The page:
Language models demonstrate both quantitative improvement and new qualitative capabilities with increasing scale. Despite their potentially transformative impact, these new capabilities are as yet poorly characterized. In order to inform future research, prepare for disruptive new model capabilities, and ameliorate socially harmful effects, it is vital that we understand the present and near-future capabilities and limitations of language models. To address this challenge, we introduce the Beyond the Imitation Game benchmark (BIG-bench). BIG-bench currently consists of 204 tasks, contributed by 442 authors across 132 institutions. Task topics are diverse, drawing problems from linguistics, childhood development, math, common-sense reasoning, biology, physics, social bias, software development, and beyond. BIG-bench focuses on tasks that are believed to be beyond the capabilities of current language models. We evaluate the behavior of OpenAI's GPT models, Google-internal dense transformer architectures, and Switch-style sparse transformers on BIG-bench, across model sizes spanning millions to hundreds of billions of parameters. In addition, a team of human expert raters performed all tasks in order to provide a strong baseline. Findings include: model performance and calibration both improve with scale, but are poor in absolute terms (and when compared with rater performance); performance is remarkably similar across model classes, though with benefits from sparsity; tasks that improve gradually and predictably commonly involve a large knowledge or memorization component, whereas tasks that exhibit "breakthrough" behavior at a critical scale often involve multiple steps or components, or brittle metrics; social bias typically increases with scale in settings with ambiguous context, but this can be improved with prompting.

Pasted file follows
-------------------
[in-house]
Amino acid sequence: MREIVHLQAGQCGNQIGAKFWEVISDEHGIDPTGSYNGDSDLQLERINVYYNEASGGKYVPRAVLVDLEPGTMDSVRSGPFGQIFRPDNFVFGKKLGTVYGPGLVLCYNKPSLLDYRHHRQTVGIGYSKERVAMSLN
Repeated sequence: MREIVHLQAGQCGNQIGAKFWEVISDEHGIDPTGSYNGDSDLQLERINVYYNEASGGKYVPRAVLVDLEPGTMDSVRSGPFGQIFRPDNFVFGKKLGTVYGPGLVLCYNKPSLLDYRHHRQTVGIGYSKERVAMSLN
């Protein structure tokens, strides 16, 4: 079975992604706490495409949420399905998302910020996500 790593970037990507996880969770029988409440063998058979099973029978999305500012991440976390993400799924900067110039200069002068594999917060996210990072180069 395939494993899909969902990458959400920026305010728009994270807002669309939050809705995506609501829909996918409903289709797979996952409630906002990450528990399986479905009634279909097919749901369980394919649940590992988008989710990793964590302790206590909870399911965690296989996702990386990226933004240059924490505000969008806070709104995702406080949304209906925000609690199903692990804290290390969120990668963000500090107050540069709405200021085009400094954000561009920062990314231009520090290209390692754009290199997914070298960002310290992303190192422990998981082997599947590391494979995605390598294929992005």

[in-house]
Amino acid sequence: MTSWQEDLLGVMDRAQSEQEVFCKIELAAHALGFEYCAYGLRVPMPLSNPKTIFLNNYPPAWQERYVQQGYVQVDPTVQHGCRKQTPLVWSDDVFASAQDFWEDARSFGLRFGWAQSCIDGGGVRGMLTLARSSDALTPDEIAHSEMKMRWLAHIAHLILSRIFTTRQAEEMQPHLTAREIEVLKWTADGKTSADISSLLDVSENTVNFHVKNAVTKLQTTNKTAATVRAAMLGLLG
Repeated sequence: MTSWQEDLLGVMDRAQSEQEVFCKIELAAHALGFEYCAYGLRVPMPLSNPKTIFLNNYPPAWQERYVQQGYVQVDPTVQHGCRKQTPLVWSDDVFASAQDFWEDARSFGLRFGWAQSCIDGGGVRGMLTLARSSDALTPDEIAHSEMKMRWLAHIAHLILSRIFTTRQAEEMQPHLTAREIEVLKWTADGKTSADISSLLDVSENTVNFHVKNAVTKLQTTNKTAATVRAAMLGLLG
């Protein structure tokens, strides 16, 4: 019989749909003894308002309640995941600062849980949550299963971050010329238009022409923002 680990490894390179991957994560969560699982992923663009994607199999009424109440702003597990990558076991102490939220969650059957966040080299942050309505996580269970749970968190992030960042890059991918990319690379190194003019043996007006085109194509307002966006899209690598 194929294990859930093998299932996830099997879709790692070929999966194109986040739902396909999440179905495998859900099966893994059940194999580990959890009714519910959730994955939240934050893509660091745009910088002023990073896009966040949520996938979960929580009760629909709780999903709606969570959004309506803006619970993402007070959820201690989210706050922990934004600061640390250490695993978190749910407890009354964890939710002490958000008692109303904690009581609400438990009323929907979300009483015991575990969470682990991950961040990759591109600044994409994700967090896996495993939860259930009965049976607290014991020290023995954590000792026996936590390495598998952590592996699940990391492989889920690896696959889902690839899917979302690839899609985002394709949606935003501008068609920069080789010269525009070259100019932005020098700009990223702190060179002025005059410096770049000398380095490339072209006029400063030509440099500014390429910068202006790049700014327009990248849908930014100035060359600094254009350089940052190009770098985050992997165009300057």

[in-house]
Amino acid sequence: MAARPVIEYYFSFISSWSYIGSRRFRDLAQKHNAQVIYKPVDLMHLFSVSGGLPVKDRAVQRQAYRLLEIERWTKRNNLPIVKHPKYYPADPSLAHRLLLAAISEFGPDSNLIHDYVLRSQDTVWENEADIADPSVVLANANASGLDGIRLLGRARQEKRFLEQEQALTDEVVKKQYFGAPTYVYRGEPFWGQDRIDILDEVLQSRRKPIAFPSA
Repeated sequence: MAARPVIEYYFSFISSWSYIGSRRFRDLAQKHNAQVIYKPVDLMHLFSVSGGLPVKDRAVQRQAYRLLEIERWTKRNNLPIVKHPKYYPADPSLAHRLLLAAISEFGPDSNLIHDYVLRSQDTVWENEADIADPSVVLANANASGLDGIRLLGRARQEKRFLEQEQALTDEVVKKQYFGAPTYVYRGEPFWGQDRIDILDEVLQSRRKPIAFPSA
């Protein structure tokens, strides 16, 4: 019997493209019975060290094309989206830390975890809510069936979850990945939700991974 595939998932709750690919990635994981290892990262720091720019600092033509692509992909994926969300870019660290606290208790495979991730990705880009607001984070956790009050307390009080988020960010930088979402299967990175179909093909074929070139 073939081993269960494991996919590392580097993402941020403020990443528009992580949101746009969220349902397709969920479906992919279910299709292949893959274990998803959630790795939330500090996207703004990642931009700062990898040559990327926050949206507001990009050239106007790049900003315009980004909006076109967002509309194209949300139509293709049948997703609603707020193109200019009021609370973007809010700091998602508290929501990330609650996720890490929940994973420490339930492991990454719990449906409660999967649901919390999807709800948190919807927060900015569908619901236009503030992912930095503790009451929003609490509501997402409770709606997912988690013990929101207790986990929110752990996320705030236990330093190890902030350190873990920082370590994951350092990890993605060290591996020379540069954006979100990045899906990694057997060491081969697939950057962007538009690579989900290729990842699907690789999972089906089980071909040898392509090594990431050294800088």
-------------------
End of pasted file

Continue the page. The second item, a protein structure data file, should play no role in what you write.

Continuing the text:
Despite the progress made in recent years in addressing natural language understanding (NLU) challenges, the majority of this progress remains to be concentrated on resource-rich languages like English. This work focuses on Persian language, one of the widely spoken languages in the world, and yet there are few NLU datasets available for this rich language. The availability of high-quality evaluation datasets is a necessity for reliable assessment of the progress on different NLU tasks and domains. We introduce ParsiNLU, the first benchmark in Persian language that includes a range of high-level tasks -- Reading Comprehension, Textual Entailment, etc. These datasets are collected in a multitude of ways, often involving manual annotations by native speakers. This results in over 14.5$k$ new instances across 6 distinct NLU tasks. Besides, we present the first results on state-of-the-art monolingual and multi-lingual pre-trained language-models on this benchmark and compare them with human performance, which provides valuable insights into our ability to tackle natural language understanding challenges in Persian. We hope ParsiNLU fosters further research and advances in Persian language understanding.